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    US-China Trade War Causes Airbus to Conceal Clients’ Identity - Reports

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    As Washington and Beijing are embroiled in a full-blown tariff war, some companies apparently have to adapt their business practices in order to avoid falling victim of an economic standoff between the two world powers.

    European aircraft manufacturing giant Airbus opted to conceal the identities of its customers who ordered $24.4 billion worth of planes at the Farnborough Airshow due to concerns about the ongoing economic conflict waged between the United States and China, Bloomberg reports.

    "The world today is governed by the tweets we receive every morning from one side of the Atlantic. So, you know that that is putting a lot of pressure within the airlines, it’s putting a lot of pressure within the governments," Airbus Chief Commercial Officer Eric Schulz said.

    Sources familiar with the matter told the media outlet that some of the “hidden orders came from customers in China”, while Schulz added that certain customers also asked Airbus “not to fuel the fire.”

    Analysts cited by Bloomberg also suggested that most unidentified orders logged by Airbus were likely placed by Chinese airlines or leasing companies.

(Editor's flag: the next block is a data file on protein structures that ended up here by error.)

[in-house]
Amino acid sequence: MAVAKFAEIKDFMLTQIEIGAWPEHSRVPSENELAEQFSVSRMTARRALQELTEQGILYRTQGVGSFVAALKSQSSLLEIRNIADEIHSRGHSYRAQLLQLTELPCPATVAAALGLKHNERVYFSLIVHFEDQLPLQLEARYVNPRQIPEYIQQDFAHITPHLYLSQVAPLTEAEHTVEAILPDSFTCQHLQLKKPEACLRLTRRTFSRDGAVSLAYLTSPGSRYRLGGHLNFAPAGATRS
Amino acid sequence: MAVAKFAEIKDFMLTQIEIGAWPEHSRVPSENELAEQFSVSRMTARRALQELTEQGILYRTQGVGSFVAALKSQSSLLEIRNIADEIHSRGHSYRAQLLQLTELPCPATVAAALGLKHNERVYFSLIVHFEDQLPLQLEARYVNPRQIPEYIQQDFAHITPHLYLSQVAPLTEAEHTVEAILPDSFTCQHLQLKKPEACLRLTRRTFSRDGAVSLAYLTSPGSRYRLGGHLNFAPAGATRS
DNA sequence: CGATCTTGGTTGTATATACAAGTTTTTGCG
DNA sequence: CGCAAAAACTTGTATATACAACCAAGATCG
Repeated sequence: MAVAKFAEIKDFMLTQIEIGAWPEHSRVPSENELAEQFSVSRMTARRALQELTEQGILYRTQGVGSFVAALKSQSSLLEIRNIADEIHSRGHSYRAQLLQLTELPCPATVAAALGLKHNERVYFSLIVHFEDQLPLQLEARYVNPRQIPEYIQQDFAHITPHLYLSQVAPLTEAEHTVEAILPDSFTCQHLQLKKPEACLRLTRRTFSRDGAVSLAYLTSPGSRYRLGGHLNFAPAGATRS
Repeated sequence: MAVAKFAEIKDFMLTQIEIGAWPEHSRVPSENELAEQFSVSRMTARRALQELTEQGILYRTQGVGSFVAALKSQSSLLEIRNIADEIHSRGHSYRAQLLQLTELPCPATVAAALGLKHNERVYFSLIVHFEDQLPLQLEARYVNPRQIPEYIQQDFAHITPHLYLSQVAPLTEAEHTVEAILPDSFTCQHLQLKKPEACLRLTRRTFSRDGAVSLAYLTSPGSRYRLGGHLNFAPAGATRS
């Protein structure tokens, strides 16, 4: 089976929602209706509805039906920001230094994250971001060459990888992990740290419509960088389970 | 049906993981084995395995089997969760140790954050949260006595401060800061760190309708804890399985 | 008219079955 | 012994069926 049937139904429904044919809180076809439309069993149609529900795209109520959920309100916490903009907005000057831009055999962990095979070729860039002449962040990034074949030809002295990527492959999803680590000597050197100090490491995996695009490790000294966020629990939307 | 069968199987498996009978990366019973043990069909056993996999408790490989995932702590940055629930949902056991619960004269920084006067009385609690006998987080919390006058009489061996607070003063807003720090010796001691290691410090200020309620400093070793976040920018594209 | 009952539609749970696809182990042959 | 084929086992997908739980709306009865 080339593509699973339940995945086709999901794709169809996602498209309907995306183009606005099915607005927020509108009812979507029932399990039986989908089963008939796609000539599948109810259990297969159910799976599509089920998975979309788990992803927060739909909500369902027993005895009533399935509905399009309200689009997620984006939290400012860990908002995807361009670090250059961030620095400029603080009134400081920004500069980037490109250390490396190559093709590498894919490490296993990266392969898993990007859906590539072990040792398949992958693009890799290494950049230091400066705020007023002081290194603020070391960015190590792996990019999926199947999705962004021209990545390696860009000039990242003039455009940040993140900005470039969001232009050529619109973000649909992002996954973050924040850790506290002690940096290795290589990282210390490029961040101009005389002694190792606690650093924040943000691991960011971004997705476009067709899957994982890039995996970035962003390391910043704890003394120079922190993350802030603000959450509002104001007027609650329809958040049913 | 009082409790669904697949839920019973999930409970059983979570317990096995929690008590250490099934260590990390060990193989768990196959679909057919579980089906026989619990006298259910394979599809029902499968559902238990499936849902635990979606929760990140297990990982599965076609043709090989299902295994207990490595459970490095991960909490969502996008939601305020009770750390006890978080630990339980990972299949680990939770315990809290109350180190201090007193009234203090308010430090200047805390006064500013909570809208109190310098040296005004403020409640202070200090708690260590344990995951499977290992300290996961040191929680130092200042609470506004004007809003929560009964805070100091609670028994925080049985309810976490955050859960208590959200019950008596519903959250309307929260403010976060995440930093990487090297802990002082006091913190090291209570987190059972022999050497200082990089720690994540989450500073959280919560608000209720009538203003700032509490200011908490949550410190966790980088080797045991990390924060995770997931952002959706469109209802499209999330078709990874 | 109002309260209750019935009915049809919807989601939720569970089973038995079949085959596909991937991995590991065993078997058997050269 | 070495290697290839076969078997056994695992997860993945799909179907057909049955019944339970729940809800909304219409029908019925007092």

"I would prefer to have them disclosed, but at the end of the day, you know what, the money is in the bank. And so disclosed, undisclosed, that doesn’t make a lot of difference. The orders is there, that’s it," Shulz surmised.

    Earlier it was announced that Airbus will sell 10 A350 long-range planes to China's Sichuan Airlines at a cost of 2.4 billion euros ($2.8 billion) and has inked a letter of intent to supply 13 single-aisle A320neo aircraft to India’s Vistara air carrier.

    At the same time, Taiwan's Starlux Airlines plans to buy 12 A350-1000s and five A350-900s.

    READ MORE: Airbus to Sell China, India Blns of Dollars' Worth of Planes After Warning UK PM

    This week, China announced its intent to adopt countermeasures to protect its interests and rights after the US decision to introduce tariffs on steel and aluminum imports.

    The trade row between Beijing and Washington escalated in April after the United States slapped 25- and 10-percent tariffs on steel and aluminum imports, respectively, from China. The Asian nation has hit back by slapping reciprocal tariffs on a number of US imports.

    When introducing the import tariffs, US President Donald Trump announced that the European Union, Canada, and Mexico, as well as a few other countries, would be granted exemptions from the restrictions, but revoked the statement after they refused to negotiate their policies with Washington.

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    trade war, identity, secret, purchase, aircraft, Airbus, China, United States
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